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Solar Power For Houses

Ryan Said:

Will Solar Power reduce the temperature outside?

We Answered:

That's actually a really interesting question. The answer is no, and I'll explain why. Energy travels from the Earth to the Sun. When it reaches the Earth, a variety of things happen to it. Some is reflected back, some is absorbed by the atmosphere, and some is absorbed by the Earth itself and things on the ground. That's a bit of an oversimplification, but let's just focus on the energy that is absorbed by stuff on the surface of the Earth.

A certain amount of the Sun's energy is absorbed by people's houses every day. If those houses don't have solar panels on them, then nothing really happens to that energy. It just heats up their shingles and things. A small amount might reflect off of roofs, but that has a negligible effect on the Earth's temperature. So, now let's suppose that those same houses had solar panels on them. The same amount of energy is still hitting the houses and being absorbed by them, but instead of just being wasted, it's now being used for things. The overall effect on the climate, though doesn't change.

Once again, very interesting question.

Zachary Said:

How many of you use solar power for your houses?

We Answered:

My dad bought this for our home... If you would like to do this be aware that you need to wait at least 7 months because the silicone that is used in the panels is hard to manufacture. The benefits and tax deductions can save you thousands of dollars. You can sell the unused power back to PG&E so your bill can be zero. Get a company that is based in your area. We went through Home Depot. It also adds great equity to your home.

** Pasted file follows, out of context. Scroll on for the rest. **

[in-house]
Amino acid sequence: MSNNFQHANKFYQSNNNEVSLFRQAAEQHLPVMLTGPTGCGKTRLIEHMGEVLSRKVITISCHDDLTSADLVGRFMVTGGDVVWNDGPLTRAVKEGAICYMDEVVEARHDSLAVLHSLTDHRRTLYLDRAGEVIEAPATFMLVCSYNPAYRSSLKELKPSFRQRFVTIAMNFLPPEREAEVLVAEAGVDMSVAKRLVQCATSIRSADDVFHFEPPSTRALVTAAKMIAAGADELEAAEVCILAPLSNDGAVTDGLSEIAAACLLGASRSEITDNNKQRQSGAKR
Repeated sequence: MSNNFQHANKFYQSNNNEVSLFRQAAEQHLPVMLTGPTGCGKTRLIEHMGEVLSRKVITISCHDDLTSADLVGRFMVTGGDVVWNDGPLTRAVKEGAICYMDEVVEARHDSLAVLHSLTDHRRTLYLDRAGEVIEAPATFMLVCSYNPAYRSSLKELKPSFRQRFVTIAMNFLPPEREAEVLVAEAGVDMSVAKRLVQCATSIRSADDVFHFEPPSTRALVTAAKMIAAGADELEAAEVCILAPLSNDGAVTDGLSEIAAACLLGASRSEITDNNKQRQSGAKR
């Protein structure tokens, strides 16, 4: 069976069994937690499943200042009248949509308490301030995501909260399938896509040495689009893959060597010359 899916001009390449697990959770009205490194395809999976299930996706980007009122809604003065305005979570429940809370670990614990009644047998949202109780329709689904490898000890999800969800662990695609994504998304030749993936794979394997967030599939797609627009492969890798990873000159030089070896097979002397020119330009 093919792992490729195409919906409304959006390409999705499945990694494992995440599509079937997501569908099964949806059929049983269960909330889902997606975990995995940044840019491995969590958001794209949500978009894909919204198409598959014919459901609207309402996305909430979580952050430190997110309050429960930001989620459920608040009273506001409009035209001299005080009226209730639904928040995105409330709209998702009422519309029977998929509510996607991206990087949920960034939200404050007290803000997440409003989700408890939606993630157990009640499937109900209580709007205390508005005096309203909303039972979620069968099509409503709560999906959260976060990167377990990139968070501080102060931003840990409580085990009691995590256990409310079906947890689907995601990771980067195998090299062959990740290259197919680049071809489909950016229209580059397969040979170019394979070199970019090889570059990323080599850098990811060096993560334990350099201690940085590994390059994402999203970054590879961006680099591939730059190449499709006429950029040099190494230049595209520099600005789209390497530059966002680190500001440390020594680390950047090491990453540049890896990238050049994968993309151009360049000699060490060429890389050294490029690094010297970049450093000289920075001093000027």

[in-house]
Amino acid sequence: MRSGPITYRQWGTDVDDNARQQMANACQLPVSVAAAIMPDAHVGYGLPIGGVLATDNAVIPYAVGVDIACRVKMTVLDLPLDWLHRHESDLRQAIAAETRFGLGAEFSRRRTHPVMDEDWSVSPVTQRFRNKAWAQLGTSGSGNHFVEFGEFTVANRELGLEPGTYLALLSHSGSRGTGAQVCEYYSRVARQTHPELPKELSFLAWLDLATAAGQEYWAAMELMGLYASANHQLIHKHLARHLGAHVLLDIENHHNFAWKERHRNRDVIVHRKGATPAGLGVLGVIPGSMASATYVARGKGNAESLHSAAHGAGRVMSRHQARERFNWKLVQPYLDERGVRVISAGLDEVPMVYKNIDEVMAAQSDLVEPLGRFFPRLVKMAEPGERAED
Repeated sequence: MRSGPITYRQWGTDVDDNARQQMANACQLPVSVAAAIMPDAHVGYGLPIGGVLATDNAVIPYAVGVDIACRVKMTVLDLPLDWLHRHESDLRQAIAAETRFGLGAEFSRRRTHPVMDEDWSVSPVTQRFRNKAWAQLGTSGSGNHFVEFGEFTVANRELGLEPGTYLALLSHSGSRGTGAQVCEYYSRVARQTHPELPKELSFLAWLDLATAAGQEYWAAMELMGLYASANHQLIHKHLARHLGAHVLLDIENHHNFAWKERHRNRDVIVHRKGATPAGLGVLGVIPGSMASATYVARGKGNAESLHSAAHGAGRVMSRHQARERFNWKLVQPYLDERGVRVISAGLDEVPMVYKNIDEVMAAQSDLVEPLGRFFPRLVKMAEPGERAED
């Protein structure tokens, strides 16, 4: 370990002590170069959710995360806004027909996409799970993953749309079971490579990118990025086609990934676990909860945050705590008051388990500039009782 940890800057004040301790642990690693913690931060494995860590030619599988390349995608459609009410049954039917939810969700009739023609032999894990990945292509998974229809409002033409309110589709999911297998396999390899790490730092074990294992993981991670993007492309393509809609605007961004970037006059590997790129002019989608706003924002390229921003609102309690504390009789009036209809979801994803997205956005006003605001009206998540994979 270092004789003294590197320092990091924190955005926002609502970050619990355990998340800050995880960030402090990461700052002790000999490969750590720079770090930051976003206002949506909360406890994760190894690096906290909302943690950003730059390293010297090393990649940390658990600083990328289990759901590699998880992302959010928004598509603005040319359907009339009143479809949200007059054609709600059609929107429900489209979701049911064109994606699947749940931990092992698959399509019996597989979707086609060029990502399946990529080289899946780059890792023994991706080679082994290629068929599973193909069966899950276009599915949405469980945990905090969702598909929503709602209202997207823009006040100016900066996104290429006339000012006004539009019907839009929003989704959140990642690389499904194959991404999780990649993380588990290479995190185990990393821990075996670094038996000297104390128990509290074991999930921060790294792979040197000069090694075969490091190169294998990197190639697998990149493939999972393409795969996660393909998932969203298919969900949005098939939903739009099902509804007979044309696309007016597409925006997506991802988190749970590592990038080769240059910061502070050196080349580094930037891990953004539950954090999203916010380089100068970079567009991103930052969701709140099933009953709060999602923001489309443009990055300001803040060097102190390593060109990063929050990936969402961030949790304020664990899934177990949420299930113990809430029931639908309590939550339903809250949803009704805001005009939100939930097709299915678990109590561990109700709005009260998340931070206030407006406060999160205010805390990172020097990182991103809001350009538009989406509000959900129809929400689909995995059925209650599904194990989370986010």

Cecil Said:

Solar Powered Houses?

We Answered:

I'm not sure how many solar panels you'll need (it depends on the climate, architecture, appliances, etc) but too many "green" designs overlook the power of sunlight as natural light. Instead of solar panels covering the entire roof, you'll want to have open 'windows' on your roof to let in natural light. Many green designs even have entire walls of the house made of glass, to fully utilize the sun's light.

The south side of the house, atleast in my area, receives the most sun, so having that face of the house opened up with large windows would definitely give you natural sufficient natural lighting during the day, and even some heat during the winter (blinds during the summer will keep the sun away).

Green roofs (roof gardens) help absorb a LOT of heat during the summer. You can also expand the idea of that and make a "living wall."

You also might want to look into geothermal energy and if it's possible in your area. What is goes is tap into heat energy deep into the earth. I know of houses totally 100% independent of city electric utilities even here in America just by using solar panels and geothermal energy.

Willie Said:

How do you build a model solar powered house?

We Answered:

You need batteries to hold the power with light bulbs to match - flashlight bulbs probably and photocells to generate electricity. Lowes and Home Depot are not places for these. You could buy glass or plastic and thin wood there and make passive solar where the heat is absorbed by walls to even out the temperature and could, with care, use small tubing to make active solar water heating.

Duane Said:

where to find grants for solar power to private houses?

We Answered:

Try the following; maybe, it will help

Ivan Said:

Wind & Solar Power?

We Answered:

B & Q have a new windmill that plugs straight into your mains

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